Metastatic disease and the castration resistance remain tremendous challenges in the treatment of prostate cancer. New targeted treatments, such as the anti-testosterone medication enzalutamide, have improved the survival of men with advanced disease, but a majority develops treatment resistance. The field of cancer stem cells hypothesizes that treatment resistance emerges because stem cells are inherently resistant to our current therapies and eventually repopulate tumors. One mechanism by which cancer stem cells resist therapy is through acquisition of an epithelial to mesenchymal transition (EMT), a phenomenon of normal development used by cancers to survive and metastasize. Our laboratory has shown that prostate cancers undergo an EMT that leads to invasion, metastasis and treatment resistance. N-cadherin, a critical regulator of EMT, is expressed in most castration resistant prostate cancers (CRPC) and is sufficient to promote treatment resistance. We therefore developed antibodies against N-cadherin, which are able to inhibit growth, metastasis and progression of prostate cancers in vivo. The goal of this translational application is to move this promising treatment from the laboratory to the clinic by making the antibody human, making it bind more strongly, and then testing it for toxicity, behavior and anti-tumor activity. At the completion of this project, we will be poised to manufacture this lead molecule and move expeditiously to Phase I clinical studies.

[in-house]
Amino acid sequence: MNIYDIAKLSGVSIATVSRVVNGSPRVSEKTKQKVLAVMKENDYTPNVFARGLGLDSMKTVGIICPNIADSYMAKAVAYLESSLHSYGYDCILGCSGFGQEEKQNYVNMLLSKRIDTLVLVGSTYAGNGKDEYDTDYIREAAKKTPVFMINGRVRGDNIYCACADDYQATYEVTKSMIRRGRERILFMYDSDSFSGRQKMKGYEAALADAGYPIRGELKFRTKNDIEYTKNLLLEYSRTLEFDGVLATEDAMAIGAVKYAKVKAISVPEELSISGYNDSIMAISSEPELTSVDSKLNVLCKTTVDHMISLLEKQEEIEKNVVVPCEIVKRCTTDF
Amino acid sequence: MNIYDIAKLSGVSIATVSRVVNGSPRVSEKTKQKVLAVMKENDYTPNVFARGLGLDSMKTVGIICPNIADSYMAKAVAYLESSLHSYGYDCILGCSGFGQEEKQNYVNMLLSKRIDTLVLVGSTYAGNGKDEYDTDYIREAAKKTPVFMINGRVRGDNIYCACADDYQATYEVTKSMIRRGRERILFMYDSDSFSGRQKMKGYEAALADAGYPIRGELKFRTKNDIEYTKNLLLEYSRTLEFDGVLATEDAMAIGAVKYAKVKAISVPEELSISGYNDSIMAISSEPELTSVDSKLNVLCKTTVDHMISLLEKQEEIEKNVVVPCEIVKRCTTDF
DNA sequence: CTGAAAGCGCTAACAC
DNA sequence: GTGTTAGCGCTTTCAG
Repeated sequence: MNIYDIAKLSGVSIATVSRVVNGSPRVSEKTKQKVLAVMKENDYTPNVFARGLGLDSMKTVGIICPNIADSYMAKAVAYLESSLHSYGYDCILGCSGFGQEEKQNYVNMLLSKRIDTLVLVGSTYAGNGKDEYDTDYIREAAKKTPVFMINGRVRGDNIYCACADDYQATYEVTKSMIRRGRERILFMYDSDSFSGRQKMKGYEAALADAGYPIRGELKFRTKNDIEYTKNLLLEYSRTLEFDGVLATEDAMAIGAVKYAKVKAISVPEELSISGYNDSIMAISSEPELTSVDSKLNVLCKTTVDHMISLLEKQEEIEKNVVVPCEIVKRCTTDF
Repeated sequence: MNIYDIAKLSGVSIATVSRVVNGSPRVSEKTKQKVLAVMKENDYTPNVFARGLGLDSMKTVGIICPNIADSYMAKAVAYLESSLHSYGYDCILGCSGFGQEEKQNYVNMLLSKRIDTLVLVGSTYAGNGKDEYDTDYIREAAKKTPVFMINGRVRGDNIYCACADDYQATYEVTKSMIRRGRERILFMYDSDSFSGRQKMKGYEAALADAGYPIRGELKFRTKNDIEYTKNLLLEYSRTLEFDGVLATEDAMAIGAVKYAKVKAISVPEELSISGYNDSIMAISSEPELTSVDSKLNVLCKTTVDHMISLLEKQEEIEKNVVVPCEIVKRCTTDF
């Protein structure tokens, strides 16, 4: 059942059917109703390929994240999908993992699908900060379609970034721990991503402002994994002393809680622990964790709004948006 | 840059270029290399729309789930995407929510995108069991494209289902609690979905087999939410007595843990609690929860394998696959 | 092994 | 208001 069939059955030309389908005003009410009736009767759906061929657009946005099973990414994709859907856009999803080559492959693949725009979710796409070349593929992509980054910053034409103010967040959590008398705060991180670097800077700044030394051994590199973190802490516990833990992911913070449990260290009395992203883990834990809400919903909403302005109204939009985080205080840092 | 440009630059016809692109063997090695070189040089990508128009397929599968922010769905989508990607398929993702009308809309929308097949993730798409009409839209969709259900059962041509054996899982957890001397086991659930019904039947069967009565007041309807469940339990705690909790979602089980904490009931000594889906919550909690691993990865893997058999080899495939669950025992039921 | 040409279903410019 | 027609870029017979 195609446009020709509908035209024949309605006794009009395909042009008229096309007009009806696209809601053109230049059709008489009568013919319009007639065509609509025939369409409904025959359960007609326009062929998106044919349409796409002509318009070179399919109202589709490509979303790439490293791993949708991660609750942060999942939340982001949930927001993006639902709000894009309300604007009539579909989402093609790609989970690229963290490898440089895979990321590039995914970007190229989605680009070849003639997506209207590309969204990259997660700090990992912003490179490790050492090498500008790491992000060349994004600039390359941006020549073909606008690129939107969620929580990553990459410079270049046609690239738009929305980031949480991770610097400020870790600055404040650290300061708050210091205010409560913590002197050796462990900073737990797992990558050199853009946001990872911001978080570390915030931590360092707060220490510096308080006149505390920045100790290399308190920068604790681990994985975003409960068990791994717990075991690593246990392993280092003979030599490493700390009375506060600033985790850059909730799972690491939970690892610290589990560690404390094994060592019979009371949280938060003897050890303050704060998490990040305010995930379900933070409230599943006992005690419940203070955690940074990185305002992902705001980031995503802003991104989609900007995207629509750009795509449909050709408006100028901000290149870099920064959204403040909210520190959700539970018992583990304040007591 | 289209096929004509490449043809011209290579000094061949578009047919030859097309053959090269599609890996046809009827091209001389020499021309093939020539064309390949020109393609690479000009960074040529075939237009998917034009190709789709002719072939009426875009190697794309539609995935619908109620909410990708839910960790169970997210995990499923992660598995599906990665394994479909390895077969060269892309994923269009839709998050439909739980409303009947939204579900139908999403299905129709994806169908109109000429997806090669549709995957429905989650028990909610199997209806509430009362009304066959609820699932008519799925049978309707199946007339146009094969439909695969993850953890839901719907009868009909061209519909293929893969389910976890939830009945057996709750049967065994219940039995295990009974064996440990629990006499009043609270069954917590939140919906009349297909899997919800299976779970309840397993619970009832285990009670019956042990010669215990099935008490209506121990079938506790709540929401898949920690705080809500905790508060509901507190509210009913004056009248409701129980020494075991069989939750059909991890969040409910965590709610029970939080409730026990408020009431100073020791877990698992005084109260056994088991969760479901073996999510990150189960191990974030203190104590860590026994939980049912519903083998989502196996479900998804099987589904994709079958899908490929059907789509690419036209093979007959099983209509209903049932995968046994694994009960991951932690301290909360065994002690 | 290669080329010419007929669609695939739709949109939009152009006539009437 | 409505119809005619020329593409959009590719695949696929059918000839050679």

At this juncture in the project, we have made our two original lead antibodies into human ones that would not elicit an immune response in patients. We have begun to test these “humanized” antibodies and they appear to retain the properties of the mouse ones from which they were derived. We have also generated additional candidate antibody drugs through screening of a library containing millions of candidate antibodies. We have narrowed these candidates down to approximately 9, and are continuing to work to prioritize these based on activity. Finally, we have begun the process of maturing these lead candidates to bind more tightly to N-cadherin, the target, hypothesizing that this will further improve the efficacy of these drugs moving forward. Over the coming months, we will finalize selection of 2-3 lead antibodies and begin testing them in animal experiments as the next step toward realizing the goal of testing them in patients.